By Ricardo — 2 years ago
In any field of work you are always learning something new. This is even more true when it comes to being a 9-1-1 dispatcher. It’s one of the things that pulled me in when I first started back in 2001. I’m one of those people who get bored very easily. For example, if I’m reading an article it has to draw me in during the first paragraph or I am on to the next one. Naturally, work is the same way. So when I first started, the thought of helping others and coming into a job that wasn’t going to be the same everyday appealed to me.
My training at the beginning was minimal at best. I watched my trainer take a 9-1-1 call and then it was my turn. I was floored and thought he was joking but he was dead serious. Luckily, my first 9-1-1 call was an accident. I mean, the person who called, called on accident. It wasn’t a vehicle accident. From there I took a beginner 40-hour training course. We learned a lot, but it wasn’t focused on suicidal callers or active shooters, hell it wasn’t even on stress management and in reality, what the hell was stress management? It wasn’t a topic that I remember being mentioned when I first started.
You learn as you go and sometimes that is the best training. Nothing is the same, well, except for the call types, but one can almost guarantee that even though the call type is the same, the situation will be completely different. Again, you learn something new every day. As you continue to work you continue to train, but focused training is needed. It wasn’t until I started working for a much larger agency that I was able to experience focused training. It was then that I learned how to handle workplace negativity, leadership, stress management, active shooters and suicidal callers.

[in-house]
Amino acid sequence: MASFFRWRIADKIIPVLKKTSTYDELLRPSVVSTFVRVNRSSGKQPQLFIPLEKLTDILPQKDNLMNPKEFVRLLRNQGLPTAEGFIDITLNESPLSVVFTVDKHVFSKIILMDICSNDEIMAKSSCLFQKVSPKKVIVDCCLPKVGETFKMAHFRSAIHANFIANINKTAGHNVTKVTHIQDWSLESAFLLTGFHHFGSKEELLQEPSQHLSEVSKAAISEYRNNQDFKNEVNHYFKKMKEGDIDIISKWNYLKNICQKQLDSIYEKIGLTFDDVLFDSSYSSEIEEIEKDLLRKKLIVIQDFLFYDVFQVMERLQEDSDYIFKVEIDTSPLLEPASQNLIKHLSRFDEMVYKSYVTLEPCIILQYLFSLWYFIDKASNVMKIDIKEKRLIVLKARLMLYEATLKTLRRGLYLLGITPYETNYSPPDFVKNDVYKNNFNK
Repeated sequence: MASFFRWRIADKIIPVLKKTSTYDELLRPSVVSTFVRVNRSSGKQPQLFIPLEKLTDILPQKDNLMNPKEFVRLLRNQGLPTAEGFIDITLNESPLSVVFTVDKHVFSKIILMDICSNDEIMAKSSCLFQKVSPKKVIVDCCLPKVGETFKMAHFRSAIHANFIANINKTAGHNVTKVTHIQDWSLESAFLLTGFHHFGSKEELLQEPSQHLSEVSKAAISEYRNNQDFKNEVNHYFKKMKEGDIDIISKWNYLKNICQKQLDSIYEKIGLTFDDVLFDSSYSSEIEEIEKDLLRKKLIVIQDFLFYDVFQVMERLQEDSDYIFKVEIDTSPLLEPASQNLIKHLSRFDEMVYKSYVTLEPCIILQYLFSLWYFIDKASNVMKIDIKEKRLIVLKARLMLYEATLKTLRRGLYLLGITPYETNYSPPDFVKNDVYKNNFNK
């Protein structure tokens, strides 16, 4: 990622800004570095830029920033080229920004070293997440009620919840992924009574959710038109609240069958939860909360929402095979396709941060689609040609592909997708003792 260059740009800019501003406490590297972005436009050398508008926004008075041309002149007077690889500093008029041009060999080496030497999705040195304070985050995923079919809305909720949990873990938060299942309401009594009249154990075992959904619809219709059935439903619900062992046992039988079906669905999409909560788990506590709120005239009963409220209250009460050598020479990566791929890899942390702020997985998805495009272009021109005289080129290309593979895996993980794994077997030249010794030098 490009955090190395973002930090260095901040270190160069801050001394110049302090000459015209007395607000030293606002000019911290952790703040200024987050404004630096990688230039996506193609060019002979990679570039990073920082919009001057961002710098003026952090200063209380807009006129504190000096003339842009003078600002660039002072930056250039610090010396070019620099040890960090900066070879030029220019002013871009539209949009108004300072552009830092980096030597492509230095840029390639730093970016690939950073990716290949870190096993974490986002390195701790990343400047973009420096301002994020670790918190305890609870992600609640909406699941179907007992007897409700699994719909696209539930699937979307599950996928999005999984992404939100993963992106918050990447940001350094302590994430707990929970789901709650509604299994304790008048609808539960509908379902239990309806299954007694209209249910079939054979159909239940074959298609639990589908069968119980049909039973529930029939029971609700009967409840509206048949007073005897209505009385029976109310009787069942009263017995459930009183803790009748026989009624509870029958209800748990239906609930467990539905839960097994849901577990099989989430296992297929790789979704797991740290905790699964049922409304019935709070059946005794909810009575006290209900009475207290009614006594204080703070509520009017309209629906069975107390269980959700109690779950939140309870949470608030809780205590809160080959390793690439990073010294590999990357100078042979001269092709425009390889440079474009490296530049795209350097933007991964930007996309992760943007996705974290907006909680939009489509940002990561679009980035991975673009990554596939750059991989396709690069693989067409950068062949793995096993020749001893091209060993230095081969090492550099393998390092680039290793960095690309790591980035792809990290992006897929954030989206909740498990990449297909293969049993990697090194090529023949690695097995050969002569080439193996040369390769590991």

The classes were few and far between during my last 8 years in dispatch but it made me a better dispatcher. It provided the tools I needed to stay at the top of my game. If you can, I recommend seeking out training courses that will help you throughout your career. I know it seems easier said than done. I know that not all of you or your agencies can send you to any class you want because of money or being short staffed but you can search the Internet for different types of training or courses that offer premium content at an affordable price. Had I thought about it back when I was dispatching I would have taken more training courses.